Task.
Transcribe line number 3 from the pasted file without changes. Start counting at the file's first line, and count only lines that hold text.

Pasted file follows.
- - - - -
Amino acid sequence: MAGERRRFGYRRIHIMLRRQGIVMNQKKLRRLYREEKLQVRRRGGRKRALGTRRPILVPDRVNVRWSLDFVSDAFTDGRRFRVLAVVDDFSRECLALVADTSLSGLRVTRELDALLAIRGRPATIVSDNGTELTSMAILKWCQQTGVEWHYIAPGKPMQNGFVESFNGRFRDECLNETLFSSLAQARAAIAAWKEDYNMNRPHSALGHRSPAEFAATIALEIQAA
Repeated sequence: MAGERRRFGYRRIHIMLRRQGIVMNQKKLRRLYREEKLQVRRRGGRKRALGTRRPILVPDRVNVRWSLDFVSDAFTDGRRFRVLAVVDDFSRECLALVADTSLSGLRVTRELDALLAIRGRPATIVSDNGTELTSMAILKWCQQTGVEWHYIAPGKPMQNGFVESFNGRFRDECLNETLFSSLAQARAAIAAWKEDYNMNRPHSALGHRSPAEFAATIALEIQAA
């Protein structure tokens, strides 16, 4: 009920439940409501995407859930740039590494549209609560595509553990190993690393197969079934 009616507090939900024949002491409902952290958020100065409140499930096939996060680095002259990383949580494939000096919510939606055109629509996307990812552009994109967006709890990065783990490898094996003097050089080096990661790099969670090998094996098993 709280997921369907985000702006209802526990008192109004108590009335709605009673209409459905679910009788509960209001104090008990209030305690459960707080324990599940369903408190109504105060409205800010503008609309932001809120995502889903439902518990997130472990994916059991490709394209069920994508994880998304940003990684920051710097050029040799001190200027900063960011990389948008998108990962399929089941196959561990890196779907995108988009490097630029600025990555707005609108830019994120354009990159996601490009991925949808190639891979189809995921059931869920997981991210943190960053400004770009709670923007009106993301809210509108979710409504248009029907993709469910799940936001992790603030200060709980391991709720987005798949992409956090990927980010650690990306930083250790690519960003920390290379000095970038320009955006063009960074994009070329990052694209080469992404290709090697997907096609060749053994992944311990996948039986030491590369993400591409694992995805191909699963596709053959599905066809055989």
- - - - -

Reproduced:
């Protein structure tokens, strides 16, 4: 009920439940409501995407859930740039590494549209609560595509553990190993690393197969079934 009616507090939900024949002491409902952290958020100065409140499930096939996060680095002259990383949580494939000096919510939606055109629509996307990812552009994109967006709890990065783990490898094996003097050089080096990661790099969670090998094996098993 709280997921369907985000702006209802526990008192109004108590009335709605009673209409459905679910009788509960209001104090008990209030305690459960707080324990599940369903408190109504105060409205800010503008609309932001809120995502889903439902518990997130472990994916059991490709394209069920994508994880998304940003990684920051710097050029040799001190200027900063960011990389948008998108990962399929089941196959561990890196779907995108988009490097630029600025990555707005609108830019994120354009990159996601490009991925949808190639891979189809995921059931869920997981991210943190960053400004770009709670923007009106993301809210509108979710409504248009029907993709469910799940936001992790603030200060709980391991709720987005798949992409956090990927980010650690990306930083250790690519960003920390290379000095970038320009955006063009960074994009070329990052694209080469992404290709090697997907096609060749053994992944311990996948039986030491590369993400591409694992995805191909699963596709053959599905066809055989």